A boomer finds comfort for now, in a special place

We’re all faced with the same challenge: finding comfort and sanity in this world turned upside-down by the coronavirus. From Windham, in upstate New York, Joyce Zonana writes about how she finds what she needs.

More than fifty years ago, I read a novel that would influence me for the rest of my life: Henri Bosco’s Malicroix. I had been led to it by Gaston Bachelard’s The Poetics of Space, a wondrous book about how humans relate to “felicitous” spaces: cellars, garrets, huts, houses, drawers, chests, wardrobes, corners . . .

Joyce at her retreat in the Catskills.

I was living then in a bare three-room walkup in Brooklyn, having moved out— at eighteen— from my parents’ home, very much against their wishes. I felt guilty and lost, but I knew I needed to be on my own. Most of my days were spent huddled on the floor of my bedroom, afraid to go outside by day, afraid even to enter the cockroach-infested kitchen at night.

But I could read, and somehow Bachelard’s book came to me and taught me what it might be like to be safe in the world, to feel safe in the confines of a house— or a book— that nurtured and sustained me.

Joyce at Henri Bosco’s writing desk in his house in Provence.

Bachelard’s central example of such a house was in Malicroix. Called “La Redousse”— The Redoubt— it was located on a wild island in the south of France. Early in the novel that simple structure of plaster and reeds shelters its lone inhabitant through a monumental windstorm. “Like a she-wolf, the house hugged me close,” the narrator writes. “At times I felt its motherly scent reach down into my heart.” The narrator has inherited the house from a solitary great-uncle. But to actually acquire it, he must live in it alone for three months, facing his fears and experiencing his own solitude.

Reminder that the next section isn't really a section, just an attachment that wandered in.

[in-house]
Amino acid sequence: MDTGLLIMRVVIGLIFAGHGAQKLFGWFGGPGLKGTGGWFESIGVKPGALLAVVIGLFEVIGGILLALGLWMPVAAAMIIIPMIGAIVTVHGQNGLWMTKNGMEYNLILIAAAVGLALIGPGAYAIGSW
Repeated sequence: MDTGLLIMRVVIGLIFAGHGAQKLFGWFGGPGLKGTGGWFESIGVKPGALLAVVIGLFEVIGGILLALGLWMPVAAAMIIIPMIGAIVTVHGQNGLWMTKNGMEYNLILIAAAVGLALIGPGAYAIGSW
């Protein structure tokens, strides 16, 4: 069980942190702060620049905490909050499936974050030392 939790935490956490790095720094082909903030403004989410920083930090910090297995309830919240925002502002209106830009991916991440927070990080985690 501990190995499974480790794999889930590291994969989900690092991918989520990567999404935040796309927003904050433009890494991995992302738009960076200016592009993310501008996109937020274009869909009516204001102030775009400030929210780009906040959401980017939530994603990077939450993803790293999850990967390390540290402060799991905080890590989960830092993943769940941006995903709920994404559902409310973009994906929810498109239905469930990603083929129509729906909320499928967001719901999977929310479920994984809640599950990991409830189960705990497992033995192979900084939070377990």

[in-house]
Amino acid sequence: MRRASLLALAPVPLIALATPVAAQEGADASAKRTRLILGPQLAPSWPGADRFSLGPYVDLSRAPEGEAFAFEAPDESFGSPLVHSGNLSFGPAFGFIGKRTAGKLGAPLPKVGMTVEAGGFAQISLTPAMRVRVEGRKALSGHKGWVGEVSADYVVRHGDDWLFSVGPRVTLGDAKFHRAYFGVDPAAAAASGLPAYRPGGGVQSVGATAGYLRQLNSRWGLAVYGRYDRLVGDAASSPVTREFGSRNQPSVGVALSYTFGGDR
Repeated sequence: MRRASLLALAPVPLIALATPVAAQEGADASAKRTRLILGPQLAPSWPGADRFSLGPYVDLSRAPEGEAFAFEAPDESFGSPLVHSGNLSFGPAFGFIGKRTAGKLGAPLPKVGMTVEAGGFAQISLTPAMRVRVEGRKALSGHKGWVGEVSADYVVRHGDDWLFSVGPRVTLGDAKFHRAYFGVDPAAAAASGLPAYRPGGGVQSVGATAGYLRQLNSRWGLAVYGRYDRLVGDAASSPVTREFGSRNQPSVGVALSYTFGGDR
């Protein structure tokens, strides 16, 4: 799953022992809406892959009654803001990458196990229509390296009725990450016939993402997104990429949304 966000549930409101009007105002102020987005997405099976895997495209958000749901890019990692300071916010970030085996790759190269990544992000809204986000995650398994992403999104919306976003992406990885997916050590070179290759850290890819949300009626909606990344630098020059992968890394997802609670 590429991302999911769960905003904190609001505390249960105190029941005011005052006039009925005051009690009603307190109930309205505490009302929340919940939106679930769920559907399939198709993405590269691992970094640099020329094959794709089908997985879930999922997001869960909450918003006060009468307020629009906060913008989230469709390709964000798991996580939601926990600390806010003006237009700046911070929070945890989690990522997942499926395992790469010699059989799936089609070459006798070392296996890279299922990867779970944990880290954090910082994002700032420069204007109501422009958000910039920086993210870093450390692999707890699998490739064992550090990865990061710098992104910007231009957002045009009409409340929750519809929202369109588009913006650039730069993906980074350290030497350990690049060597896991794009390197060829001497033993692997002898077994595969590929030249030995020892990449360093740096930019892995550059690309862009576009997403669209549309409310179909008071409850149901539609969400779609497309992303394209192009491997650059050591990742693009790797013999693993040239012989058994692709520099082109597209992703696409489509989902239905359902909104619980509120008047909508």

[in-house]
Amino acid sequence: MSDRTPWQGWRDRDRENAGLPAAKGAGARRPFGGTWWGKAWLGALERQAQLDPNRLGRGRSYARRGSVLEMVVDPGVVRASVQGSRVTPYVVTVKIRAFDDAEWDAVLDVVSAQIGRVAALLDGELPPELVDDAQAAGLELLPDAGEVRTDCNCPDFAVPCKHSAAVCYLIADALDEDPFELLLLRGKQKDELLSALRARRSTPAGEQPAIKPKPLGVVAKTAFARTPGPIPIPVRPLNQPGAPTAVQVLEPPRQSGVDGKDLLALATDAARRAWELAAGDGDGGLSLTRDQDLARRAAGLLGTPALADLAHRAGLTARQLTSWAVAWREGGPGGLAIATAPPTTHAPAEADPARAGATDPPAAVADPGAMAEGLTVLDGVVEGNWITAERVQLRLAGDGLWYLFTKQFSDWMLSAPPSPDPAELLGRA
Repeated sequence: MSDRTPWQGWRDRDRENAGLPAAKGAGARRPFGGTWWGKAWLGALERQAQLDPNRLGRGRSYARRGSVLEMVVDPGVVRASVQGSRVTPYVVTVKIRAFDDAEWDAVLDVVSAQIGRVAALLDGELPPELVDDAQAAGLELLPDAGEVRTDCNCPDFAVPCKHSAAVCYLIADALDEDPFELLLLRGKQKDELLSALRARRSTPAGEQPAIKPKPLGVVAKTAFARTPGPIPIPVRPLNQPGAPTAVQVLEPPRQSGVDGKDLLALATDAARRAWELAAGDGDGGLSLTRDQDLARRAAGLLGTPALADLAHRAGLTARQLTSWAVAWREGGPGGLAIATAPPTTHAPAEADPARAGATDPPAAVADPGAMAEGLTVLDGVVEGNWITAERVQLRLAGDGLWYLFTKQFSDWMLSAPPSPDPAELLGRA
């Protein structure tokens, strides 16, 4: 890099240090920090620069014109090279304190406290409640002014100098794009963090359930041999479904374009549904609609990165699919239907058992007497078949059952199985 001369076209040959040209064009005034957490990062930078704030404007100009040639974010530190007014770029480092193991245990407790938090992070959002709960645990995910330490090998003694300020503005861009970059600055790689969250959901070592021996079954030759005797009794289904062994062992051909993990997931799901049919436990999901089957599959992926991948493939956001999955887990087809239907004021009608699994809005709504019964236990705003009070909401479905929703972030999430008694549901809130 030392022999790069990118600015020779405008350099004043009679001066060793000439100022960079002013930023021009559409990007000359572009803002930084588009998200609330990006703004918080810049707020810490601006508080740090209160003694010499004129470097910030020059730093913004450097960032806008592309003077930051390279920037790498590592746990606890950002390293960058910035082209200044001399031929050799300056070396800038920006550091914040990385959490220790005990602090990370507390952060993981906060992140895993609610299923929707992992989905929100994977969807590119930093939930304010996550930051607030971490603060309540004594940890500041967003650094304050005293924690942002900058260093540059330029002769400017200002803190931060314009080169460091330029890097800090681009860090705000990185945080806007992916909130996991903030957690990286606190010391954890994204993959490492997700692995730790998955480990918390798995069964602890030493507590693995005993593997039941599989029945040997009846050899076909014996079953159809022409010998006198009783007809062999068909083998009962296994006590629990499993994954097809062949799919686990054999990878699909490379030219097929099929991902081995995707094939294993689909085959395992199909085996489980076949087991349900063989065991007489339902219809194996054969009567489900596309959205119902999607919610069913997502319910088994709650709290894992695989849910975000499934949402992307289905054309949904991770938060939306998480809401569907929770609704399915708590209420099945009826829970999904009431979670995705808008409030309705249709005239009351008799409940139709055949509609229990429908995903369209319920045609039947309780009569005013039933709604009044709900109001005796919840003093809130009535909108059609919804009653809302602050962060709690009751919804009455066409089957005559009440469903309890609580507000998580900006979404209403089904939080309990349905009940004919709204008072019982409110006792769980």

Reading about that house in Bachelard’s book, I knew I wanted to read Malicroix. I could find it only in French. So that’s how I read it, only partly grasping what it said. I’d grown up speaking French, but this dreamy book— Bachelard had called it a “vast prose poem”— eluded me. And so I decided I would have to translate it, if only to understand it. I plugged away at it. Publishers rejected my drafts, and I put the manuscript aside.

A refuge in the Catskills.

Today, I write from a small farmhouse in upstate New York, where my husband and I have been fortunate enough to be during the COVID-19 crisis. Built in the mid-nineteenth century, this house has some of the same qualities as La Redousse. With its heavy wood beams and earthen basement, it has withstood windstorms and floods. It comforts me at a time when comfort is hard to find. As we learn that our world for now is much more threatening than we had imagined, we embrace our solitude and create safety for ourselves in our homes and in the books that first gave us shelter.

And I’m happy to be able to announce— improbably but most fittingly— that my translation of Malicroix, taken up again eight years ago after I started spending time in this very house, is about to come out, almost fifty years since I first started to work on it!


Joyce Zonana is the author of a memoir, Dream Homes: From Cairo to Katrina, an Exile’s Journey (Jewish Women Writers).


  1. I’m a major Francophile and just ordered your translation. Can’t wait to read it! We try to go to France once a year and have added the authors home to our list. Merci mille fois.

    1. De rien, Marianne! Thank you so much…you’ll love Lourmarin where Bosco’s house is; also one in Nice. Do let me know what you think of the book!

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